Immigration Compromises Always Fall Short

A U.S. Border Patrol agent at the U.S.-Mexican border near Calexico, Calif., in 2017. (Mike Blake/Reuters)
There is some middle ground — but also areas where one side or the other must win.

Two Bills — Galston, of the Brookings Institution; and Kristol, of The Weekly Standard — have teamed up to create the New Center, a think tank in the mold of the Bipartisan Policy Center or No Labels. (Indeed, it began as an offshoot of the latter.) And the center’s debut report suggests yet another bill: It’s a proposal for comprehensive immigration reform, and a good opportunity to review the state of play on this issue.

Bluntly put, unless some last-minute murmurs from the Trump administration come to fruition, immigration skeptics just missed a key window during which Republicans controlled the House, the Senate, and the White House. Once the new Congress arrives in January, any plan will have to win a majority in a Democratic House, beyond the current obstacle of hitting 60 votes in the Senate to avoid a filibuster. Assuming the president doesn’t soften his tone, making a more left-leaning deal possible, we’re not going to see much action until at least 2021. Not to mention that big-picture immigration “compromises” have failed repeatedly in recent years, whatever the balance of power in D.C.

And that brings us to the substance of the new report: Is there anything here that breaks the logjam, whether under Trump or the next president? Like many similar proposals, it puts forth a defensible and often laudable arrangement — but also highlights the inherent difficulty here.

Let’s start with a high point. The changes to the legal-immigration system are beautiful, matching almost precisely suggestions I’ve made myself in the past. In line with public opinion, the overall level of legal immigration is left alone. But whereas the current system lets in 68 percent of our immigrants on the basis of family ties, the plan would move toward a merit-based system that takes factors such as education, work experience, job offers, and English skills into account.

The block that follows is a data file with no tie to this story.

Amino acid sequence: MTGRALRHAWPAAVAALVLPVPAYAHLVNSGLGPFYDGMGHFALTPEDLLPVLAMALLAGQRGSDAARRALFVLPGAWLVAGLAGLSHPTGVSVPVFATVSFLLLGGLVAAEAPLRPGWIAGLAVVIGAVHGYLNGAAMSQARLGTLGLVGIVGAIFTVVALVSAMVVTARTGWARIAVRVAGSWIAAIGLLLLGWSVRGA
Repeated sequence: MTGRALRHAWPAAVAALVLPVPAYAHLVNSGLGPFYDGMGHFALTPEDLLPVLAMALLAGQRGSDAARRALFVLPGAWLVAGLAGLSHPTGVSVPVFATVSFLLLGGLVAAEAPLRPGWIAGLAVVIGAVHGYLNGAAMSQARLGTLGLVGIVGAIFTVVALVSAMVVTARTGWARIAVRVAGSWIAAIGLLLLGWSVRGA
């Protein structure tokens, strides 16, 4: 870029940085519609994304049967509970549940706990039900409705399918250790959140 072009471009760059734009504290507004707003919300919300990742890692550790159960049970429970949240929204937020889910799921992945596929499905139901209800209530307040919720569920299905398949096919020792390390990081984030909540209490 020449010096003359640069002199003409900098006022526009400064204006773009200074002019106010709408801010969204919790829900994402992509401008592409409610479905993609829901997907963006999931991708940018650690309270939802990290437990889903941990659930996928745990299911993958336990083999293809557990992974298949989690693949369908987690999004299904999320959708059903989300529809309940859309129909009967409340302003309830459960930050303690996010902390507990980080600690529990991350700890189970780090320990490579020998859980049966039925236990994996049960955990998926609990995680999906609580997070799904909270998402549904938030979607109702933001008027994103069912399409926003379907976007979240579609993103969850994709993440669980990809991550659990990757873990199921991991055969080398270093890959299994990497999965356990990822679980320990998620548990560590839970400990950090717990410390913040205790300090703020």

It’s the approach to illegal immigration that hits roadblocks. The mix of policies is actually fine. But the order in which those policies take effect is always the fault line between left and right.

Specifically, the proposal is vulnerable to one of the biggest conservative critiques of previous efforts: It trades amnesty for enforcement to address the problem of illegal immigration, but it doesn’t ensure the enforcement comes first. This creates the risk that the amnesty will happen but the enforcement won’t, as was the case after the immigration bill that Ronald Reagan signed in 1986.

The plan would offer legal status, and permanent residency after ten years, to those who have resided here continuously since the end of 2011, have paid application fees and back taxes, and have clean criminal records. “Dreamers” who arrived as minors and had not committed felonies would get green cards right away. The plan would also step up border security with a mix of fencing and more advanced technologies, and implement a new system for tracking people on temporary visas. (About 42 percent of illegal immigrants overstayed their visas rather than sneaking over the border.) Further, it would mandate the use of E-Verify, a currently voluntary system with which employers may check whether job applicants are in the country legally.

That’s all great, but again, timing is key. Conservatives have long insisted on “enforcement first”: Once you’ve shown us that you can control the border, catch and deport those who overstay their visas, and punish employers who hire illegal immigrants — and once worksite enforcement has brought down the numbers a bit, through the famed process of  “self deportation” — then we can legalize the remaining illegal population. But there is no hint of delaying amnesty in the New Center plan, and it specifically says that E-Verify must not be implemented until everyone has had a chance to apply for legal status. Once amnesty is granted, of course, conservatives lose all leverage to insist on the vigorous implementation of the enforcement measures they were promised.

To be fair, if the plan had gone the other way, you’d be reading the mirror image of my complaints in some liberal rag. They’d say that putting enforcement first would unfairly drive illegal immigrants out of the country before they could be amnestied. Unfortunately this key issue can’t really be compromised on: You can shift around which parts of the law go into effect at what time — say, border enforcement and visa tracking go first, then amnesty, and finally E-Verify — but if any part of the enforcement package comes after amnesty, conservatives will be left taking it on faith that it will happen at all.

If a plan like this one becomes law, I’m afraid it will be over the objections of the other side, not part of a centrist kumbaya moment. And the same thing is probably true for the kind of plan I’d prefer. Sometimes one side just has to win, and the other has to lose.

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